DALLAS — Consumers continue to switch to private label products in an effort to save money, a recent poll suggests, even in categories where they once held out for national brands.
Consumers continue to switch to private label products in an effort to save money, a recent poll suggests, even in categories where they once held out for national brands.
A survey by Epsilon Targeting, a company that provides consumer information for targeted marketing solutions, found that 61% of consumers said they have switched to private label personal care products, including shampoo and facial moisturizers. Almost 18% of the respondents said they have begun buying private label baby goods, including diapers, children’s pain relievers and baby shampoo. These categories historically have a higher perceived cost of switching, because consumers feel they are sacrificing on quality.
In Epsilon Targeting’s last survey, conducted in May 2009, 51% of respondents said they had bought private label personal care products, and 13% had bought baby items.
The gain by store brands in the personal care category is especially noteworthy because consumers tend to be more loyal to national brand shampoos, facial moisturizers and other “appearance” products. For example, 37% of respondents said they moved to private label shampoo and conditioner in the past six months, according to Epsilon Targeting’s research, even though traditionally the category is a small one for store brands. Less than 3% of all shampoos and 1% of conditioners bought at supermarkets in the third quarter were store brands, according to data compiled for the Private Label Manufacturers Association by Nielsen Co.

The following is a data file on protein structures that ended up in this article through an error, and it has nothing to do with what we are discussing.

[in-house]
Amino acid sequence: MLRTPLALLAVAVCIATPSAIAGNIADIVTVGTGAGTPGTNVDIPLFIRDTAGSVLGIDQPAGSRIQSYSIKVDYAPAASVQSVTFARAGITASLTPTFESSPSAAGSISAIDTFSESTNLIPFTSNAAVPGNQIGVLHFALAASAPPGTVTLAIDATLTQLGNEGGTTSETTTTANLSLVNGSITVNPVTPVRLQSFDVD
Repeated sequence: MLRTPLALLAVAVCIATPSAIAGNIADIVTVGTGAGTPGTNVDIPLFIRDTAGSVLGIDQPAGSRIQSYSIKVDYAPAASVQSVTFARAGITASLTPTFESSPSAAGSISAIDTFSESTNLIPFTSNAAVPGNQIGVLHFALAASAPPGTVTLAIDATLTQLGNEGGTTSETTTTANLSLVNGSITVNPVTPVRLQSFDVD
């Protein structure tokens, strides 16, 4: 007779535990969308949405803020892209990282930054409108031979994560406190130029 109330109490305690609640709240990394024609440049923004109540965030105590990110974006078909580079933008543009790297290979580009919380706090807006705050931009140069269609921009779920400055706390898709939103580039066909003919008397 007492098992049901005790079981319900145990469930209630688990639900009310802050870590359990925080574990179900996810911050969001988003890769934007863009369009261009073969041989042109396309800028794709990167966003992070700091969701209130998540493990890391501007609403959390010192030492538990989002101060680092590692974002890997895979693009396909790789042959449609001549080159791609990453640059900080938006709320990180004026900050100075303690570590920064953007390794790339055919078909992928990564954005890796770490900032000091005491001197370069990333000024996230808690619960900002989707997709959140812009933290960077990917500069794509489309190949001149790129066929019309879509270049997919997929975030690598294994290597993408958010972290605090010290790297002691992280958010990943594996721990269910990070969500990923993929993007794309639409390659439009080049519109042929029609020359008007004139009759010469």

Among other findings of the survey: 75% of respondents switched to store branded household products, with the highest number buying paper towels (49%), followed by bathroom tissue (43%), storage bags (42%) and laundry detergent (39%). Also, 59% switched to store-brand health products, including adult pain relievers (33%) and multivitamins (27%), and in the personal care category more than 28% of respondents replaced their deodorant with a store brand and almost 16% did so with their facial moisturizer.
For the makers of national brands, this continued trend is a call to action, says Epsilon Targeting vice president Warren Storey. There is less of a stigma associated with trying to save money today, he says, and if consumers have a good experience with a low-risk product, they are more likely to try a higher-risk one.
"This is an opportunity for national brands to turn to their vast resources and find new ways to engage their customers one-to-one," Storey says. "National brands have the ability to leverage rich data in new ways, across all communication channels. The information is there — where their shoppers buy, when and how they respond to promotions. As the economy returns, national brands must leverage this intelligence and apply it to pricing, product placement and special offers. Marketers must leverage this data to identify and provide incentives, such as coupons and samples, to consumers who would switch back."